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Be Ready...

posted by Greg Fyn

Feb 19

I hate using statistics in the first sentences of an article because usually they are pretty boring; but these statistics bear repeating. According to the Department of Homeland Security, forty percent of businesses that are affected by a natural or human-caused disaster never re-open; yet a in a recent survey nearly two-thirds of the respondents said they had no disaster plan.

Why is it that so few have taken the steps of "stacking the deck" in their favor by creating a plan for business continuity in the wake of some catastrophic event? In reading around the web on the topic, some have stated that it's probably apathy. This might be the case for a few; but I don't think this is really true because the vast majority of businesses and government entities have taken out some types of insurance to help mitigate the costs of certain perils. I think the answer to this question is two-fold.

The first reason I believe is psychological. As humans, safety is one of our basic needs. We have a defense mechanism that leads us to believe that "it won't happen to me." Psychologists call this unrealistic optimism. Unfortunately, although the odds of something happening to interrupt daily operations is extremely high, it's the way we are "wired" that leads us to be complacent.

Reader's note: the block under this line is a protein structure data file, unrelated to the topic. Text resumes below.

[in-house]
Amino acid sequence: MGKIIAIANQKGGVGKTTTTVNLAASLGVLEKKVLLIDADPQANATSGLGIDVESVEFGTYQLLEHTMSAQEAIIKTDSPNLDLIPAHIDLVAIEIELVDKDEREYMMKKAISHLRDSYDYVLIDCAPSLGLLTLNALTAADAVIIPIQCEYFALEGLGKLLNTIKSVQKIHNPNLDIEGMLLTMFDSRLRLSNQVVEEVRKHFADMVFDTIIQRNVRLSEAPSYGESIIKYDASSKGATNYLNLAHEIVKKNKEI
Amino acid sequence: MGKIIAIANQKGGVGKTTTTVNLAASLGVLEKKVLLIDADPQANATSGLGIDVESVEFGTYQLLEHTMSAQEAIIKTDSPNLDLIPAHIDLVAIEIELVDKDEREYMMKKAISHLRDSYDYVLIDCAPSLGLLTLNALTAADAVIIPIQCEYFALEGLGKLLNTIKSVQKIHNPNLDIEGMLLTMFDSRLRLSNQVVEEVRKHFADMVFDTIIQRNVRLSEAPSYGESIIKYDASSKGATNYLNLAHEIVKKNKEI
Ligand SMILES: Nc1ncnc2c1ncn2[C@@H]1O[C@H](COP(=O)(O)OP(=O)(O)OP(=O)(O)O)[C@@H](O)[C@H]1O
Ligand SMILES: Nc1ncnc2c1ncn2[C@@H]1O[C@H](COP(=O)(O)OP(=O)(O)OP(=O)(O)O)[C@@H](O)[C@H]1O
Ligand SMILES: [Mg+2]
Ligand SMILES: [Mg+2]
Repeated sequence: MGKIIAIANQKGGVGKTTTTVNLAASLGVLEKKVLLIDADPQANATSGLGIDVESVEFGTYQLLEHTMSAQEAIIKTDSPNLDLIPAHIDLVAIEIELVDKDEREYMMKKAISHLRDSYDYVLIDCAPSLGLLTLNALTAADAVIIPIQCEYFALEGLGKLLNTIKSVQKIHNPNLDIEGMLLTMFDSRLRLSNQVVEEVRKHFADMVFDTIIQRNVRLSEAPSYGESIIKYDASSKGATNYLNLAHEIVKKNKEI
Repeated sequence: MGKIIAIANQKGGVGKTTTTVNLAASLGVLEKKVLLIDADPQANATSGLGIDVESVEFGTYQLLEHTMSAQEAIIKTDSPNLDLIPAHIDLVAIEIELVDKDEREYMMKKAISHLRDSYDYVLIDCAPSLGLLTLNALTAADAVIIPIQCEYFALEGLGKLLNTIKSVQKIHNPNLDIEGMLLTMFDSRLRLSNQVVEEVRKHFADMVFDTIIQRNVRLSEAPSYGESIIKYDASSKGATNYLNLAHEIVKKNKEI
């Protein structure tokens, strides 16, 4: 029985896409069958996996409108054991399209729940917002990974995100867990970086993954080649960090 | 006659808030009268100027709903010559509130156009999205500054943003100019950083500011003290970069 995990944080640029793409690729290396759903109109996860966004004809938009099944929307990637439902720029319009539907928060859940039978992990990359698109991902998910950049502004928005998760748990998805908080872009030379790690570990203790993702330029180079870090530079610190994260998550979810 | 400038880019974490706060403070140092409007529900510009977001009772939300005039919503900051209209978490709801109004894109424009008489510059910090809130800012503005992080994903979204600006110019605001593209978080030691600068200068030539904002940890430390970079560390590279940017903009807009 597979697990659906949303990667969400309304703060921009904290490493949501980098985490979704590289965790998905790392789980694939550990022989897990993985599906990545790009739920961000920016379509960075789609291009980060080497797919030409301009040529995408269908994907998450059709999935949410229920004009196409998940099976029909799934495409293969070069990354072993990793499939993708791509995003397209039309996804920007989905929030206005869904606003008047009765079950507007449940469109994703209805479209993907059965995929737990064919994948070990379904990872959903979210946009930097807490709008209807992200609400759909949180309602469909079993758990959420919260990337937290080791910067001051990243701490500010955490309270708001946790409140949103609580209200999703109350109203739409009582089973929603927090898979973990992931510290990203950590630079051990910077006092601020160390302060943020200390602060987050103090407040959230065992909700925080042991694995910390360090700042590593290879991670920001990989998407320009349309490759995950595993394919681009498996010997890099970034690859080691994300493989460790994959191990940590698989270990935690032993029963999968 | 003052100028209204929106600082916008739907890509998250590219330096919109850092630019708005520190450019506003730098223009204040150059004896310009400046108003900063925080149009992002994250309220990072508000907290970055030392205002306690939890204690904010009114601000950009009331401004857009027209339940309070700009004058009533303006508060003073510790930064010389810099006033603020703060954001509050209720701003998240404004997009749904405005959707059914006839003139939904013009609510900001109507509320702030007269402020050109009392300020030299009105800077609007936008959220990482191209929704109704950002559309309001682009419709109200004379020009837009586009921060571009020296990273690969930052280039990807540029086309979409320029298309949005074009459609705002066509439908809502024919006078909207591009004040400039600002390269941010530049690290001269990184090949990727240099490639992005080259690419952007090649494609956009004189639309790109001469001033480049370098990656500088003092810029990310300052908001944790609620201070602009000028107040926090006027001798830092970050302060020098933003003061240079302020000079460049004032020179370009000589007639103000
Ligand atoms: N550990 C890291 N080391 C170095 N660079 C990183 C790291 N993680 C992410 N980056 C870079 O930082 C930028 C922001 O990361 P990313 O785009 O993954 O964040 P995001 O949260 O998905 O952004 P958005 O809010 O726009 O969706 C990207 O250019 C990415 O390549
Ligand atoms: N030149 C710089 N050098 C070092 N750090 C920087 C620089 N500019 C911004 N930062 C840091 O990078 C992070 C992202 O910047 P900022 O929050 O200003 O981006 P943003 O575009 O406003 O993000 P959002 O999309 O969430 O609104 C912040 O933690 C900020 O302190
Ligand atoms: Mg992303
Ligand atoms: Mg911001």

The second reason is that most businesses have a sense of security because they DO carry adequate insurance against many of the common perils.

The problem with this line of thinking is that the insurance company is there to provide the financial means to recover from a disaster and in most cases provide nothing more.

Business Continuity is more than making sure your computers and information are recoverable. While it's one of the focuses of our business, other things need to be considered. Ready.gov recommends a four step approach.

1) Analyze the business impact of a disaster.
2) Strategize Recovery options and align resources to the level of impact.
3) Commit the plan to writing and store it electronically both on and off-site.
4) Test and Drill! Know that your plan will work when you need it most.

I will be developing a disaster preparedness kit that will be distributed for free...stay tuned for details!